May 05, 2003

Officiating a huge factor?: According to some, games 5 and 6 of the Senators vs. Flyers series were decided by the refs. Each team had a power play a piece in game 5, and then 7 for the Sens and 4 for the Flyers in game 6 seems about right. But wait, the Sens averaged 13.8 pims a game during the regular season, while Philly had 12.2 pims per game. It seems odd to the two teams are even close in this department. Watching another Senators' romp on a lowly East team this season I made the ill-advised argument that the Senators always seem to be on the PP, basing that on home-ref advantage. I was quickly made aware that refs rotate throughout the league. Looking back, I see there was credibility in my assertion. Kudos to the Senators for playing smart all season long.

posted by garfield to hockey at 12:32 PM - 29 comments

Playing smart? Or playing cheap? Kind of depends on who you ask.

posted by Samsonov14 at 01:18 PM on May 05, 2003

Smart or cheap? It don’t matter. The reason the Sens won game five was because they played a lot better than Philly. The refs had nothing to do with that one. As for the broader picture, I don't think one specific team benefits more from refs than another, or at least I don’t think there is anything sinister involved if they do. At most the Senators receive the benefit of the doubt because they are widely regarded as a disciplined or perhaps clean (ok, “soft”) hockey club. The same way goons and divers do not receive any leeway from a ref, the Senators do. In my mind that label is earned, so I hold no grudge. Inconsistent calls from refs is a huge concern for hockey and it needs to be. Games four and five in this series were like night and day when you look at some of the calls/non-calls, and that can’t be an easy way to play the game. Still, this is by no means a new issue. Rather it’s been in full play since October (and as long as I’ve been watching hockey) and I don’t think it’ll change anytime soon.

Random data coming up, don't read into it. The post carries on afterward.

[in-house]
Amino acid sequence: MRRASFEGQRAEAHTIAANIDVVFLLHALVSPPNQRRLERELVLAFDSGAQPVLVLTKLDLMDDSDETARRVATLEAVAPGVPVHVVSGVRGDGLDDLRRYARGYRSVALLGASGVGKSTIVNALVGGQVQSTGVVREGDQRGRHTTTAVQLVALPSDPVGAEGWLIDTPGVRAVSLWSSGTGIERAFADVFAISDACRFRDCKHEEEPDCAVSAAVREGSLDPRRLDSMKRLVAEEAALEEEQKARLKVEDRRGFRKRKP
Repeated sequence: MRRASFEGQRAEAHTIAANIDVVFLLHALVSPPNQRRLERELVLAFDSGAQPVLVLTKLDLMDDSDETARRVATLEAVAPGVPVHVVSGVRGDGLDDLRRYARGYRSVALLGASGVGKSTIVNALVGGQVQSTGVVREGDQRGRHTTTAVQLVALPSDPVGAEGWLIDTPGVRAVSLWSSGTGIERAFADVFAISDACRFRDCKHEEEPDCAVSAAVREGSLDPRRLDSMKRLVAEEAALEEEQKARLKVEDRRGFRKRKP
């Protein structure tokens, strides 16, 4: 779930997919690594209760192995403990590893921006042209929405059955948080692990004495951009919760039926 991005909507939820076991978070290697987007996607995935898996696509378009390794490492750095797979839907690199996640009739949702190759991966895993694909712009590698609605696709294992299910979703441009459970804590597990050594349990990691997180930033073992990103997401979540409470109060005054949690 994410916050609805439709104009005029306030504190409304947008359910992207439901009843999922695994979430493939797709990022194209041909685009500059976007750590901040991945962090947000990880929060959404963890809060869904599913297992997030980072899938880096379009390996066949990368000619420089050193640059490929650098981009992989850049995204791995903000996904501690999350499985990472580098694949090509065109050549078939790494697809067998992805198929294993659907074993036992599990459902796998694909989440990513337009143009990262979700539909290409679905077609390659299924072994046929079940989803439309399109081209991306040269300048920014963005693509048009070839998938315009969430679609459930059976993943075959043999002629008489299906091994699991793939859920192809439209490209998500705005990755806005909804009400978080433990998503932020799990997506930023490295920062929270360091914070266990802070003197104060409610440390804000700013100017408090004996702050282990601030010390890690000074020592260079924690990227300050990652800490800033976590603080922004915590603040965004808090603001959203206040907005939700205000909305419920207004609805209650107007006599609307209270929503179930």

posted by 86 at 01:38 PM on May 05, 2003

I like power plays. They introduce a nice (small) injection of stomach-gnawing feelings throughout a match. A really brilliant hockey innovation (not counting slashing, whacking, slamming someone into the boards, and fighting). I wonder what would happen to soccer games if they did that, getting sent off, but only for a short while. Hmmmm. What's a pims?

posted by worldcup2002 at 02:23 PM on May 05, 2003

WC2002, I never really thought about why “Penalty Minutes” are abbreviated as “PIMs” before. That’s going to keep me up tonight. 86, I agree with you about team labels like “dirty” or “soft” being earned. The Sens and Leafs are at opposite ends of the spectrum when it comes to PIMf/PIMa ratios, and with good reason. Darcy tucker can’t get away with anything anymore, but that’s only because he’s proved through his actions that he should be watched closely by the refs. Same goes for Tie Domi. I’m sure this extends a bit to the rest of the team, as well. “Soft” or “skill” guys like the Sens, on the other hand, get a free pass once in a while. Martin Havlat’s a just a kid, and doesn’t have a reputation for dangerous stickwork yet. I think that has a lot to do with the reason he wasn’t called on his high sticks during this series, even though he’s been waving that thing around all over the place. You put a Joe Thornton or a Claude Lemiuex or a Darcy Tucker in there instead (guys with a rep for irresponsible or cheap play), and the refs are going to be watching them much more closely.

posted by Samsonov14 at 02:39 PM on May 05, 2003

Penalties, In Minutes As opposed to counting the number of penalties a player has received. For example, a player who gets 2 minor penalties, 1 major penalty and a misconduct penalty would have 4 penalties but 19 penalties in minutes ([2*2]+[1*5]+[1*10]=19). Joe Thorton has a reputation equal to that of Lemieux or Tucker? That's the first I've heard of it.

posted by grum@work at 03:20 PM on May 05, 2003

Thanks, grummy, I learnt something new about hockey today. Cheers!

posted by worldcup2002 at 03:23 PM on May 05, 2003

Grum, my comparison of Thornton to Lemiuex or Tucker is a bit extreme. The refs do watch him, though, and he has a habit of getting himself suspended from time to time. The Boston papers are always talking about how he has to keep his stick down when he’s upset.

posted by Samsonov14 at 03:47 PM on May 05, 2003